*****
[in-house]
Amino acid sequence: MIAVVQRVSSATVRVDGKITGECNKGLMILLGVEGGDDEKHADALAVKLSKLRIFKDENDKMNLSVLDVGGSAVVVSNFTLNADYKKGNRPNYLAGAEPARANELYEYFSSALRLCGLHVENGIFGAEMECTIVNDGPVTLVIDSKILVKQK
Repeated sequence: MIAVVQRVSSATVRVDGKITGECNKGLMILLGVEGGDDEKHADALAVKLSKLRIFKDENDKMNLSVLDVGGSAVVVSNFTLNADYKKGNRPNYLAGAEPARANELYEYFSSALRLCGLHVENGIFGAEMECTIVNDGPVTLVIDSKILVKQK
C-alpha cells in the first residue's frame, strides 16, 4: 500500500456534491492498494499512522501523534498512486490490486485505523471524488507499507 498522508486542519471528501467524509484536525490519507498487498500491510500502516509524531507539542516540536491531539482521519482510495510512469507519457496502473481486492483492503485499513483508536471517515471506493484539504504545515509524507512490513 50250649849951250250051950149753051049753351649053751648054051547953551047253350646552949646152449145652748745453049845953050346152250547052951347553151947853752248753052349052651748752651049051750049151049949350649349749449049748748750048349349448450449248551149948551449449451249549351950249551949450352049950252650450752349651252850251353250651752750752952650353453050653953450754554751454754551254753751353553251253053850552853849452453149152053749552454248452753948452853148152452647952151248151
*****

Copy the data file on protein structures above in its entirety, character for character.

[in-house]
Amino acid sequence: MIAVVQRVSSATVRVDGKITGECNKGLMILLGVEGGDDEKHADALAVKLSKLRIFKDENDKMNLSVLDVGGSAVVVSNFTLNADYKKGNRPNYLAGAEPARANELYEYFSSALRLCGLHVENGIFGAEMECTIVNDGPVTLVIDSKILVKQK
Repeated sequence: MIAVVQRVSSATVRVDGKITGECNKGLMILLGVEGGDDEKHADALAVKLSKLRIFKDENDKMNLSVLDVGGSAVVVSNFTLNADYKKGNRPNYLAGAEPARANELYEYFSSALRLCGLHVENGIFGAEMECTIVNDGPVTLVIDSKILVKQK
C-alpha cells in the first residue's frame, strides 16, 4: 500500500456534491492498494499512522501523534498512486490490486485505523471524488507499507 498522508486542519471528501467524509484536525490519507498487498500491510500502516509524531507539542516540536491531539482521519482510495510512469507519457496502473481486492483492503485499513483508536471517515471506493484539504504545515509524507512490513 50250649849951250250051950149753051049753351649053751648054051547953551047253350646552949646152449145652748745453049845953050346152250547052951347553151947853752248753052349052651748752651049051750049151049949350649349749449049748748750048349349448450449248551149948551449449451249549351950249551949450352049950252650450752349651252850251353250651752750752952650353453050653953450754554751454754551254753751353553251253053850552853849452453149152053749552454248452753948452853148152452647952151248151